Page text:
The Right to Respect for Private Life in the European Convention on Human Rights: A Re-Examination

20 Pages Posted: 24 Jan 2014 Last revised: 31 Mar 2019

See all articles by N. A. Moreham

N. A. Moreham

Victoria University of Wellington - Faculty of Law

Date Written: January 1, 2008

Abstract

This article examines the ECtHR's interpretation of the right to respect for private life in Art 8 of the European Convention on Human Rights. The article examines more than 140 cases to show that, although usually seen as amorphous and ill-defined, 'private life' can in fact be organised into five main sub-interests: the right to be free from unwanted physical access, from unwanted informational access and from environmental pollution; and the right to be free to express one's identity and to live autonomously. This conclusion has significant implications for development of the right to privacy in English law, which draws heavily on Convention jurisprudence.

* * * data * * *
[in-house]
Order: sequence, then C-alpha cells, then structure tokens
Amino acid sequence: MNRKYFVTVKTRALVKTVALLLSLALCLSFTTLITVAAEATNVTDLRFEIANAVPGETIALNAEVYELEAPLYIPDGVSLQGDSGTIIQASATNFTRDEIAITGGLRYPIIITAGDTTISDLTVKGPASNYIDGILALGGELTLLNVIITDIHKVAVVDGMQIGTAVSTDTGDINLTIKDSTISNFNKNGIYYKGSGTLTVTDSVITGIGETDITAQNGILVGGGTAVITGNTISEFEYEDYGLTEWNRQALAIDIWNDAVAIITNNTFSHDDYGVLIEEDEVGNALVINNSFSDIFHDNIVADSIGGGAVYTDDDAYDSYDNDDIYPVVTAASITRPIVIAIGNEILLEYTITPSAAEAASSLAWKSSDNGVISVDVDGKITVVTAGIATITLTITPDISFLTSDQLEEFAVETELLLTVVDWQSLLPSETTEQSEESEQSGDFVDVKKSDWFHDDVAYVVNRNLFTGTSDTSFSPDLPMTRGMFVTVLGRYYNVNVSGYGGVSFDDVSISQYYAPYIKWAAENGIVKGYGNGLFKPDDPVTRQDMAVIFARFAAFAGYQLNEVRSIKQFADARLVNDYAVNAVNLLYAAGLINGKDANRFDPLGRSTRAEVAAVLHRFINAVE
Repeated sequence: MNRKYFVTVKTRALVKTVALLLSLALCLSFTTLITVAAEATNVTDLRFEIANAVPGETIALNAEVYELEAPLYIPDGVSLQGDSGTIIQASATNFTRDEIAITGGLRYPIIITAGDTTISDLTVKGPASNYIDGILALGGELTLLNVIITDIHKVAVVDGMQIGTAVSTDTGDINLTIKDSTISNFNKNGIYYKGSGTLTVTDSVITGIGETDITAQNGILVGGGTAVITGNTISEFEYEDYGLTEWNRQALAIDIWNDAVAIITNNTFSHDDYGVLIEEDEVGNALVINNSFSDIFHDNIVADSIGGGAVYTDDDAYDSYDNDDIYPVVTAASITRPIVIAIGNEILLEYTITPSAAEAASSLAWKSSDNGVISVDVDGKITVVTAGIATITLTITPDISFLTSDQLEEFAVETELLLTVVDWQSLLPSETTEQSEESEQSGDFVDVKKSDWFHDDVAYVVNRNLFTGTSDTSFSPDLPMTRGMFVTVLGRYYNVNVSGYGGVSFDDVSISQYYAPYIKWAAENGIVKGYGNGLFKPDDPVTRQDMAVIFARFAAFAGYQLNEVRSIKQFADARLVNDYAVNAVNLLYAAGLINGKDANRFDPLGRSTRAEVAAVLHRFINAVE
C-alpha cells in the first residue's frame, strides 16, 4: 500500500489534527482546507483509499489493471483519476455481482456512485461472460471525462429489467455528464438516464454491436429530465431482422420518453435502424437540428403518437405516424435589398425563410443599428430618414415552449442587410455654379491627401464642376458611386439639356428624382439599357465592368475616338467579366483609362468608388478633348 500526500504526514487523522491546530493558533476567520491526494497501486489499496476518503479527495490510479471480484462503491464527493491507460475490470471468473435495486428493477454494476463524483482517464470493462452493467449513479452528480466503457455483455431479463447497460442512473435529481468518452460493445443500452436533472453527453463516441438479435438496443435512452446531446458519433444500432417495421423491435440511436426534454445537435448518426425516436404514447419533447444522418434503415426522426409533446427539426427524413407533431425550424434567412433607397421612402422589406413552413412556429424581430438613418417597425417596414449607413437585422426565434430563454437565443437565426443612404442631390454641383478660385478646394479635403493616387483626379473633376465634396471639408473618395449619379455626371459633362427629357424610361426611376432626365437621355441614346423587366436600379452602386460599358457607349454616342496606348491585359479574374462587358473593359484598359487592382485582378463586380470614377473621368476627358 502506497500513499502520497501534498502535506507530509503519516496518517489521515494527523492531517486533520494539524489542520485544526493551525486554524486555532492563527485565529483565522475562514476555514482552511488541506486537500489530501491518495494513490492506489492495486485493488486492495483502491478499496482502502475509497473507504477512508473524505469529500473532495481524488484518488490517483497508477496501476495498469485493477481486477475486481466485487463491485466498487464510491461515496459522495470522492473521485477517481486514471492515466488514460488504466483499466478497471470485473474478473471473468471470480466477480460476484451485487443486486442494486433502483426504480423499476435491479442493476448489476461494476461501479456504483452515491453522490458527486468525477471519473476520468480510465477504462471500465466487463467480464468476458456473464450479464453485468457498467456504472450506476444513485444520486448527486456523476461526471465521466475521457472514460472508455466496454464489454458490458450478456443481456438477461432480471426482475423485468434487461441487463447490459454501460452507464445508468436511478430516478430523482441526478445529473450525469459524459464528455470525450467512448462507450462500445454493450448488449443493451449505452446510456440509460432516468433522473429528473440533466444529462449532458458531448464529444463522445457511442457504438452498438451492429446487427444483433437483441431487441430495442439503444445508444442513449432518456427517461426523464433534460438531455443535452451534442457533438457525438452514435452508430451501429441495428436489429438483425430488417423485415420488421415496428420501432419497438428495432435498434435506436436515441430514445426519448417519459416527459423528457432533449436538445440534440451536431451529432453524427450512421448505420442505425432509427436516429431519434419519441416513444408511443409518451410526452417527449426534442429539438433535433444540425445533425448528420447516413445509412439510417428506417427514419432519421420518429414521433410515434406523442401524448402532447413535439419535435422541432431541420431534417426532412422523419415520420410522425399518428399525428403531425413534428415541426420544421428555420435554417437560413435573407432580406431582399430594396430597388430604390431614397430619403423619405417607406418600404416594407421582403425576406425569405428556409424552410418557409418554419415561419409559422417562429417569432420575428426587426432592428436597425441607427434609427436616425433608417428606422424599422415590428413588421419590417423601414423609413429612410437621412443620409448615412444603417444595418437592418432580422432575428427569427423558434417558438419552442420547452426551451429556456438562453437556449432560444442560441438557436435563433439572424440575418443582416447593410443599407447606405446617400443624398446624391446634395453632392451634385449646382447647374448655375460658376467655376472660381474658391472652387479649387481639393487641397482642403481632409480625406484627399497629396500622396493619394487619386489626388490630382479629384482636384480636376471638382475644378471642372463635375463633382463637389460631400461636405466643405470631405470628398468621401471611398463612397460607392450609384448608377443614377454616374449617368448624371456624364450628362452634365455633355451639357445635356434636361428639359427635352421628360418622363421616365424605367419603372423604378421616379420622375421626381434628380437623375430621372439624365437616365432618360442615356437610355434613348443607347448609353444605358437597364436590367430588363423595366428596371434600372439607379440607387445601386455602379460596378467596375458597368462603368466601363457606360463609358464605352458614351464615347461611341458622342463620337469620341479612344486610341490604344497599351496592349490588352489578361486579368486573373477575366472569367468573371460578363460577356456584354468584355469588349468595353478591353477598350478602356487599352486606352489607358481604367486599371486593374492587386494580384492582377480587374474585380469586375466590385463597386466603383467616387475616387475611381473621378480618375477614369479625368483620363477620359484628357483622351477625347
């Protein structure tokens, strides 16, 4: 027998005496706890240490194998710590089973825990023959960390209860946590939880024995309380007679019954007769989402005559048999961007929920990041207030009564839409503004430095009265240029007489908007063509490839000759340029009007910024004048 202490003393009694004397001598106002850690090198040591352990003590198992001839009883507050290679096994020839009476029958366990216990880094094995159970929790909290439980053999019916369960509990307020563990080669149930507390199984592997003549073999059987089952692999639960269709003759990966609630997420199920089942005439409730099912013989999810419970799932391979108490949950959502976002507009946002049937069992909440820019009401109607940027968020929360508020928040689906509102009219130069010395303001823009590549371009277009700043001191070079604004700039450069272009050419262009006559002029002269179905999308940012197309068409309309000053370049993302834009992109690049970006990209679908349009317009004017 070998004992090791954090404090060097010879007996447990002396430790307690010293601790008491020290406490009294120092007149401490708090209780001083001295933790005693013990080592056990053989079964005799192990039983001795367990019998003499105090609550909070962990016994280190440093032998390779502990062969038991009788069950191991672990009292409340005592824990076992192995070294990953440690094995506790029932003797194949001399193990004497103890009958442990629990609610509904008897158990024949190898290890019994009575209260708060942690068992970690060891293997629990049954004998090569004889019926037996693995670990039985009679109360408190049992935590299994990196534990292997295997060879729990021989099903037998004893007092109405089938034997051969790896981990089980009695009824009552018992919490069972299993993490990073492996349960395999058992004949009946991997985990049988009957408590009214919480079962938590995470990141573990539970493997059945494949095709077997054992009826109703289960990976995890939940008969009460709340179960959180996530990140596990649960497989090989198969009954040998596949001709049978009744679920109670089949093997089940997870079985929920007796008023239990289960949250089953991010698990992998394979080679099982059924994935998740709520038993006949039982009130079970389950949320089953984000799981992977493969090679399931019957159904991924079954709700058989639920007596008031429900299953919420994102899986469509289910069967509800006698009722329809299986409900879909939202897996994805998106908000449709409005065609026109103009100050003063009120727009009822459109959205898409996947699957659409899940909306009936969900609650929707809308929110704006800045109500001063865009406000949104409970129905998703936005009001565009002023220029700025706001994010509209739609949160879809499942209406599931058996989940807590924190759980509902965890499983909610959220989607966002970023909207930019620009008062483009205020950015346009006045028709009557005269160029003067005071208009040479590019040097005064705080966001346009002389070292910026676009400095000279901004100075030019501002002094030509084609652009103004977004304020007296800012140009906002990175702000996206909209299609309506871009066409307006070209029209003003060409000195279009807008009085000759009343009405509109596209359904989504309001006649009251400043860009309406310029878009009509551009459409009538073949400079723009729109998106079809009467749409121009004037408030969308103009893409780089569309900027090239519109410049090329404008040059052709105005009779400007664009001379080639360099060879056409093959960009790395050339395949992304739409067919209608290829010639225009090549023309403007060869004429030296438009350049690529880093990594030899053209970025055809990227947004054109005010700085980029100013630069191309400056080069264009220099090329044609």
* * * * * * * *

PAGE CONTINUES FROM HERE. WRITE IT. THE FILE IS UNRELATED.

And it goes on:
Keywords: Privacy, private life, Article 8, European Convention on Human Rights, intrusion, surveillance, photograph, identity, autonomy, human rights, positive obligation

JEL Classification: K10, K13, K33, K32, K14

Suggested Citation

Moreham, Nicole A., The Right to Respect for Private Life in the European Convention on Human Rights: A Re-Examination (January 1, 2008). (2008) European Human Rights Law Review 44; Victoria University of Wellington Legal Research Paper No. 11/2019. Available at SSRN: https://ssrn.com/abstract=2383507

Nicole A. Moreham (Contact Author)

Victoria University of Wellington - Faculty of Law ( email )

PO Box 600
Wellington, 6140
New Zealand

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